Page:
Two days before the Indian cricket team’s left for New Zealand, head coach Ravi Shastri declared,“My job is to beat sides. So why are you saying we are beating sides here [in India]. We are beating sides everywhere!” Yet, it’s déjà vu for Virat Kohli and his boys. A seamer-friendly pitch away from home and it’s a nervy affair for the batters down the line. From England to New Zealand wherever the team lands for a test-series, the results are on repeat. So, what should India do to perform better in overseas condition? Remove Virat Kohli as a test-captain? or should Ravi Shastri step down for the greater good? Only time will answer the first two, but let’s take a look at the third one.
Over the last few years, India have enjoyed an unprecedented run of success in red-ball cricket; winning thirteen off fifteen series in the previous four years; most of those, however, were in Asia.
Even though the team whitewashed West Indies at their own backyard and won 2-1 against a much weaker Australian side down under – India lost 2-1 to South Africa and were humiliated 4-1 by England not that long ago.
During his first term, Shastri’s had declared that India’s achievement under his reign should be judged after the overseas tours of South Africa, England, and Australia.
Thus far, except for the Australia tour last year, Shastri has scored a big zero as both the South Africa and England series proved to be disastrous for his team. But the 57-year-old seems to be happy with India’s display outside the country, in his own words,
“We went to South Africa, we won on a treacherous track in Johannesburg. We won a Test match in England. We won in Australia. We beat South Africa 3-0 in Tests at home. I don’t care if the opposition is strong or weak. We treat every team as the same.”
Something really doesn’t add up here!
On July 2017, the BCCI announced Ravi Shastri as their head coach, much to the surprise of seasoned cricket pundits and fans. One of the main concerns that critics pointed out back then was Shastri’s volatile temperament. Instead of covering an angry young captain named Virat Kohli, Shastri has often stoked the fire even more. An example of such poor judgment was when he allowed Kohli to declare that India didn’t need practice matches before the 2017-18 South Africa tour.
“There is no point wasting two days, guys going in, scoring quick fifties and coming out. We would rather have them do two sessions like today, get into the Test match zone and test ourselves,” said Virat.
But things got worse. Right before the England tour the following year, an almost similar situation took place. Shastri once again failed to advise the captain from making any ill-advised comments to the media and then gave the board a green signal to send an under-prepared team to face a formidable English side. So, when the guests thrashed India two months later, Shastri’s response was that this Indian team was a better performer than any other in history in overseas conditions!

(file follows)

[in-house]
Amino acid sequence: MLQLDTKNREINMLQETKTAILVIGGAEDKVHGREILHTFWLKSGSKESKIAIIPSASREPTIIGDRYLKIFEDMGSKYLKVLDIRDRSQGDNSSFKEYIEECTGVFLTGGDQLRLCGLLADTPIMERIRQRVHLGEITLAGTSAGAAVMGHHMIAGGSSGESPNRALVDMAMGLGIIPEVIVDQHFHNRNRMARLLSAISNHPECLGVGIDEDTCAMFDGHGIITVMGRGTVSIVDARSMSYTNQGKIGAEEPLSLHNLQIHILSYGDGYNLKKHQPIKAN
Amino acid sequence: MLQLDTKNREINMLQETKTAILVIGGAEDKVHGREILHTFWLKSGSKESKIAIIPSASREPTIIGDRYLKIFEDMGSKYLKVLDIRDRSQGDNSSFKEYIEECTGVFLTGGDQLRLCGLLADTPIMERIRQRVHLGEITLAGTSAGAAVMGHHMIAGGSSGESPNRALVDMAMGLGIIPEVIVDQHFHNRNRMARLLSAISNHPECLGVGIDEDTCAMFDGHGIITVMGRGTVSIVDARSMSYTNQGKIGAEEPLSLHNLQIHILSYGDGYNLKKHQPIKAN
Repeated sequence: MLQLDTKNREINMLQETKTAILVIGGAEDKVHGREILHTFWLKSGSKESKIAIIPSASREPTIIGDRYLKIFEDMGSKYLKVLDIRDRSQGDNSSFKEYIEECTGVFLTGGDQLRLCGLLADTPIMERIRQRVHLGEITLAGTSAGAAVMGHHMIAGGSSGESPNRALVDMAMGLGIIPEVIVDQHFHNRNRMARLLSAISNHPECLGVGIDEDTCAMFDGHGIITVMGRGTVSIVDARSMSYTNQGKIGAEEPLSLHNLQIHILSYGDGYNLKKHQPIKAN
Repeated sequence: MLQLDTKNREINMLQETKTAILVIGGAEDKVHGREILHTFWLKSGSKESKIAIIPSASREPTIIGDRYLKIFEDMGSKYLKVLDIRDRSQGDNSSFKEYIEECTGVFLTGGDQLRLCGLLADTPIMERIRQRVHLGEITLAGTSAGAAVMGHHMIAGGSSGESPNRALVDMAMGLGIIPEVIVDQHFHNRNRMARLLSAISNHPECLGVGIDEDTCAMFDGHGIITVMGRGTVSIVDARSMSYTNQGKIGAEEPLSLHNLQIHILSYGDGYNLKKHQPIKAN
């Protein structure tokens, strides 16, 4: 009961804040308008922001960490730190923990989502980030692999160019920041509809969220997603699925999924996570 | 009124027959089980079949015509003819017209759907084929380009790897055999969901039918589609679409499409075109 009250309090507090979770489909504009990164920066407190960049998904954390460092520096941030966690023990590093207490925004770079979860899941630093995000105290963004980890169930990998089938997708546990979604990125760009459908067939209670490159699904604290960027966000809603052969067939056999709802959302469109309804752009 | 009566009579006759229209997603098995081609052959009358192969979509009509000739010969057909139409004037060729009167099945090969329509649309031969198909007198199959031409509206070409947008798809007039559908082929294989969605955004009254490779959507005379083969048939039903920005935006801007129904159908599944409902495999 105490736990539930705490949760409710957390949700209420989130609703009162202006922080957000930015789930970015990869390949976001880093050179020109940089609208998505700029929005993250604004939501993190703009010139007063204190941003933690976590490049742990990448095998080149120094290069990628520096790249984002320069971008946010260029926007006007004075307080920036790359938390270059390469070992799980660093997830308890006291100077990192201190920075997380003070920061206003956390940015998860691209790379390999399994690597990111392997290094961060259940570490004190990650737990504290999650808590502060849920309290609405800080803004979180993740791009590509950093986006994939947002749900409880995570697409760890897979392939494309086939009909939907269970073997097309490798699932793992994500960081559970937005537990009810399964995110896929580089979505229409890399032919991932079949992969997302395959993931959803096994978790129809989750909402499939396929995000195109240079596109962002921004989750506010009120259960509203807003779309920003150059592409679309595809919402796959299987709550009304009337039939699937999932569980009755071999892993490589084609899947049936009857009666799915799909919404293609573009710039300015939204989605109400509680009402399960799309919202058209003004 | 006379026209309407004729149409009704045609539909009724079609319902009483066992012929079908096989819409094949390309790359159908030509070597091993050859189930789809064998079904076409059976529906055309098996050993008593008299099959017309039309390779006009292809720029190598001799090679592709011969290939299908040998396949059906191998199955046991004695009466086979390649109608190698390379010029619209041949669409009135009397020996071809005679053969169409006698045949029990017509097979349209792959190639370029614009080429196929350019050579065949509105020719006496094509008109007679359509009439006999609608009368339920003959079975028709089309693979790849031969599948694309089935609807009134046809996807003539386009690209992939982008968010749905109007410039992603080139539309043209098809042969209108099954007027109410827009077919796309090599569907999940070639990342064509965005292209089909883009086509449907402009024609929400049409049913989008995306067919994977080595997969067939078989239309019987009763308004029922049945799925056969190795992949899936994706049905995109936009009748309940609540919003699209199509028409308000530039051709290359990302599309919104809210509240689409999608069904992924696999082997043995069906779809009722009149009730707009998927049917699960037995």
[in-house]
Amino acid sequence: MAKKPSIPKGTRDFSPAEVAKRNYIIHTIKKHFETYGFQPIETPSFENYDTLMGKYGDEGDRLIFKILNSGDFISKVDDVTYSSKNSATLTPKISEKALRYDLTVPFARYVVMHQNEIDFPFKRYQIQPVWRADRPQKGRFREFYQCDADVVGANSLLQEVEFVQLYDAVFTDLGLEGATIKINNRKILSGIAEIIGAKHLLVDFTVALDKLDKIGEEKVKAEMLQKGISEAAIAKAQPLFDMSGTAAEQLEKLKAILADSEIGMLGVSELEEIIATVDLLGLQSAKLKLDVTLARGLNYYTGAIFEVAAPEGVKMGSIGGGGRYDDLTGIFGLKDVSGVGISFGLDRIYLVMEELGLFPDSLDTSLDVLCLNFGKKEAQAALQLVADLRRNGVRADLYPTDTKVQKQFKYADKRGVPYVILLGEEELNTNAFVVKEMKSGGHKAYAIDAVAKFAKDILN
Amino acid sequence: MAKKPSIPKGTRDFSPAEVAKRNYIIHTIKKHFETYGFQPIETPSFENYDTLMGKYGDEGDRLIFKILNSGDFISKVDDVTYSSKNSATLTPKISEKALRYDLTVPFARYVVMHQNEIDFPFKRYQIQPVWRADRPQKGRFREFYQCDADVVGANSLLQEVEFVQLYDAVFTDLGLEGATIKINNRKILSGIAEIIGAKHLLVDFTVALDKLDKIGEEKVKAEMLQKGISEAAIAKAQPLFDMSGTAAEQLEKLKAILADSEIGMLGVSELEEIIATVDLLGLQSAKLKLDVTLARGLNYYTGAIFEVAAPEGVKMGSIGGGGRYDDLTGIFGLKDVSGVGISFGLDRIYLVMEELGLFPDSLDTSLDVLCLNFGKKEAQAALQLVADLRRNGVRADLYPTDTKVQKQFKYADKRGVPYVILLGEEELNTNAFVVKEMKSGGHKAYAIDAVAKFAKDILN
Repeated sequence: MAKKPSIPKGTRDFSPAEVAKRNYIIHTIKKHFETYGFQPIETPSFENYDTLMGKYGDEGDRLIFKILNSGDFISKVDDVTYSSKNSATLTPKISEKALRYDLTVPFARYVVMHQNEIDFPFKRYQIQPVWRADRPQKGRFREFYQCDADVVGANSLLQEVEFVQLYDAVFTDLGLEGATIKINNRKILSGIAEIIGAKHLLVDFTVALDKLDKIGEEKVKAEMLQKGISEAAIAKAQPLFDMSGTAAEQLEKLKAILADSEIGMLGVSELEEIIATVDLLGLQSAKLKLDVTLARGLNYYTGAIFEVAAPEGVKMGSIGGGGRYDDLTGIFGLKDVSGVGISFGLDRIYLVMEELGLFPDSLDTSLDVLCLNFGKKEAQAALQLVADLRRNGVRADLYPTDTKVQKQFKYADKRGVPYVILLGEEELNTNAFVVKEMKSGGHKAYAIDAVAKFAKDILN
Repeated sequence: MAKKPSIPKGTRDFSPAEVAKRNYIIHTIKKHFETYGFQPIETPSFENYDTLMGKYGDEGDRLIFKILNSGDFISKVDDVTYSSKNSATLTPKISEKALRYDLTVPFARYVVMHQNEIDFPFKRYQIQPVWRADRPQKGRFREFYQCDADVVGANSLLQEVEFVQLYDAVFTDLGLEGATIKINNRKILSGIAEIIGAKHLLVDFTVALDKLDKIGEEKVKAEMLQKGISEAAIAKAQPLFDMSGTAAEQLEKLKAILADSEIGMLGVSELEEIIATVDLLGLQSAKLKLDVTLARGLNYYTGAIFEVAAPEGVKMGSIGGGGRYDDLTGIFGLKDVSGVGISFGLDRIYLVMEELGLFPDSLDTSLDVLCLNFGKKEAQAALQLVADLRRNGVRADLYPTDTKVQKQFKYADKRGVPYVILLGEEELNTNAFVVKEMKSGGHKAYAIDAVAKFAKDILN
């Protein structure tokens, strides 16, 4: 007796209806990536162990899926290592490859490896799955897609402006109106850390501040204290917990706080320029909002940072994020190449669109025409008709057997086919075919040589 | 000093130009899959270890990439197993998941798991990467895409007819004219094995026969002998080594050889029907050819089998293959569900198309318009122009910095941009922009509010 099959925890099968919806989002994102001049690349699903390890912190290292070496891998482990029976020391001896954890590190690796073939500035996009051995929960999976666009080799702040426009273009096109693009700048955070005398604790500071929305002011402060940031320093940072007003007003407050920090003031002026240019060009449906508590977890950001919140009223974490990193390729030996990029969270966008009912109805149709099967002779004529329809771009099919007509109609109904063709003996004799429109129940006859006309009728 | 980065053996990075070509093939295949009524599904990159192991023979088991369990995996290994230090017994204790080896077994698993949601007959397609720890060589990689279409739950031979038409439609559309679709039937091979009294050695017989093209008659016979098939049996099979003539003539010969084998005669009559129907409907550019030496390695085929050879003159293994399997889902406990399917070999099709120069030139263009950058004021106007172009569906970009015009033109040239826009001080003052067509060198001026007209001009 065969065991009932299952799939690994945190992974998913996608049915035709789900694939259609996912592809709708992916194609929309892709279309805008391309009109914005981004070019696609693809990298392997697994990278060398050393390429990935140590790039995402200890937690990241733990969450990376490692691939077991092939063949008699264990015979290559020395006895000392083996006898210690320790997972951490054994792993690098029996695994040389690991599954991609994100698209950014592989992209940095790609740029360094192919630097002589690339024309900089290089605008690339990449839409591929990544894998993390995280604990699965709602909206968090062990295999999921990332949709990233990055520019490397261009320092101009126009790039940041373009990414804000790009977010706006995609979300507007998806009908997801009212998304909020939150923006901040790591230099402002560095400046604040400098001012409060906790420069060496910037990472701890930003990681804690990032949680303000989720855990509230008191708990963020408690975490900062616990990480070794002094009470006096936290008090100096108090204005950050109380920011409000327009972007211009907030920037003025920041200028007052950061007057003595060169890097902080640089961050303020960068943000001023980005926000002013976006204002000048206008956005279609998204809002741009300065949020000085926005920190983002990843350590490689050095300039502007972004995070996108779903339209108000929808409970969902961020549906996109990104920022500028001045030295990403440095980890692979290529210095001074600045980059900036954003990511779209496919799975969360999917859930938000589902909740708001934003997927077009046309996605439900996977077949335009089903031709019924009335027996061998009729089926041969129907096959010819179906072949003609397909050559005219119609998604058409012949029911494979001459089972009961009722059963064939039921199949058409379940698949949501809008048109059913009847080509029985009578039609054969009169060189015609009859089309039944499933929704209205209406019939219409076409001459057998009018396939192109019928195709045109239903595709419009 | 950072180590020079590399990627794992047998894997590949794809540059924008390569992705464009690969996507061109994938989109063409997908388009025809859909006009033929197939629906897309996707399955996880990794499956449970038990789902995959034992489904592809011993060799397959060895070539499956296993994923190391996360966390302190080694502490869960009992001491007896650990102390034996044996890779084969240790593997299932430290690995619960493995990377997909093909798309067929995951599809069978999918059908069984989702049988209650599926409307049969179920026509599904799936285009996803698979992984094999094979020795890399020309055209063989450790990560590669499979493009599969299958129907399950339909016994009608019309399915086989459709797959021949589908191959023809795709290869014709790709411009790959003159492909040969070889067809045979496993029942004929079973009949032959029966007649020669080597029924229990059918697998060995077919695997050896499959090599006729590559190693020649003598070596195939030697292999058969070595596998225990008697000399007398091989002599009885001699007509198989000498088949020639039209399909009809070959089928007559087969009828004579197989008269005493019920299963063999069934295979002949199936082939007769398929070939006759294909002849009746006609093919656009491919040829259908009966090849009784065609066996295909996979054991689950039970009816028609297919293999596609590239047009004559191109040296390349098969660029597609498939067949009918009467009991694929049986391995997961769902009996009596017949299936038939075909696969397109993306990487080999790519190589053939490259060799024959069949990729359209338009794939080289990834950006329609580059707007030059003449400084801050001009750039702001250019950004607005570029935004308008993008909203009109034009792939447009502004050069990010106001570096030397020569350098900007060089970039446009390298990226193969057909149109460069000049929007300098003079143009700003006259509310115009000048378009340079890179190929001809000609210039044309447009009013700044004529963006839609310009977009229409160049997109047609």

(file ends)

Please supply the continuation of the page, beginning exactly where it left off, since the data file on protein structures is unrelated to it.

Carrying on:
“Last three years, we won nine matches overseas and three series. I can’t see any other Indian team in the last 15-20 years who’ve had that kind of run in such a short time. And you’ve had some great players in those series.”
The nine wins Shastri spoke about were in Sri Lanka (5), West Indies (2), South Africa (1) and England (1) and three series wins were in Sri Lanka (2) and West Indies (1).
That should have been a warning sign for the board officials but instead they re-appointed him for the second term last year.
This time around one would expect him to rectify the mistakes from his first tenure but surprise surprise! The former all-rounder has been nothing but oblivious about it. In times when India needed a focused coach with zero tolerance for complacency, Shastri proved to be the Yes-Man to Virat Kohli and his laid-back approach to the vulnerability of the team during their overseas tour, is something the team is still paying for.
In the longest format of the game, Kohli’s starting XI and field placements have often been strange and at times the skipper even failed to match the conditions or adjustments made by the opposing team. So it’s quite obvious to assume that these flaws would be pointed out and corrected by the head coach. But Shastri failed to do that too; which means, either he failed to spot Kohli’s mistakes or hasn’t been attentive to the problems, or Kohli ignores his advice. All of which indicates that he isn’t doing his job correctly.
Look we aren’t saying that it’s all bad under Shastri. After all, under his guidance India is now the no.1 Test team in the world. But, with the Australia tour coming up later this year and the England tour in 2021, the board should start searching for his replacement with someone who is competent and astute enough to voice out his expertise. Someone who can guide this talented team to victories far from home.
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